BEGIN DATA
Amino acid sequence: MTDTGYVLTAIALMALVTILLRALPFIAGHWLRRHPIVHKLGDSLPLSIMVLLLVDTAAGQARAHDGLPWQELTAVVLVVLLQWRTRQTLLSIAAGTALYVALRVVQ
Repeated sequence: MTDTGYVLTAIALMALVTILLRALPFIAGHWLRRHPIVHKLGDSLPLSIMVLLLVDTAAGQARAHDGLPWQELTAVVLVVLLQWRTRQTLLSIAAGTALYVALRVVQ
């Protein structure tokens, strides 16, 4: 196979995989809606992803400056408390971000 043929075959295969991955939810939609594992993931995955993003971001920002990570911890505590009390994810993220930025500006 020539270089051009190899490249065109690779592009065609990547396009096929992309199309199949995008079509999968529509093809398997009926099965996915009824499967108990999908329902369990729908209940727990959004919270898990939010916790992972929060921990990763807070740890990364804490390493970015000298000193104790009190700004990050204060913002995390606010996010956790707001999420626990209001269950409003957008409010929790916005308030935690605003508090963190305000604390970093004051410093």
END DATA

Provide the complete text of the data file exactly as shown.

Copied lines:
Amino acid sequence: MTDTGYVLTAIALMALVTILLRALPFIAGHWLRRHPIVHKLGDSLPLSIMVLLLVDTAAGQARAHDGLPWQELTAVVLVVLLQWRTRQTLLSIAAGTALYVALRVVQ
Repeated sequence: MTDTGYVLTAIALMALVTILLRALPFIAGHWLRRHPIVHKLGDSLPLSIMVLLLVDTAAGQARAHDGLPWQELTAVVLVVLLQWRTRQTLLSIAAGTALYVALRVVQ
């Protein structure tokens, strides 16, 4: 196979995989809606992803400056408390971000 043929075959295969991955939810939609594992993931995955993003971001920002990570911890505590009390994810993220930025500006 020539270089051009190899490249065109690779592009065609990547396009096929992309199309199949995008079509999968529509093809398997009926099965996915009824499967108990999908329902369990729908209940727990959004919270898990939010916790992972929060921990990763807070740890990364804490390493970015000298000193104790009190700004990050204060913002995390606010996010956790707001999420626990209001269950409003957008409010929790916005308030935690605003508090963190305000604390970093004051410093």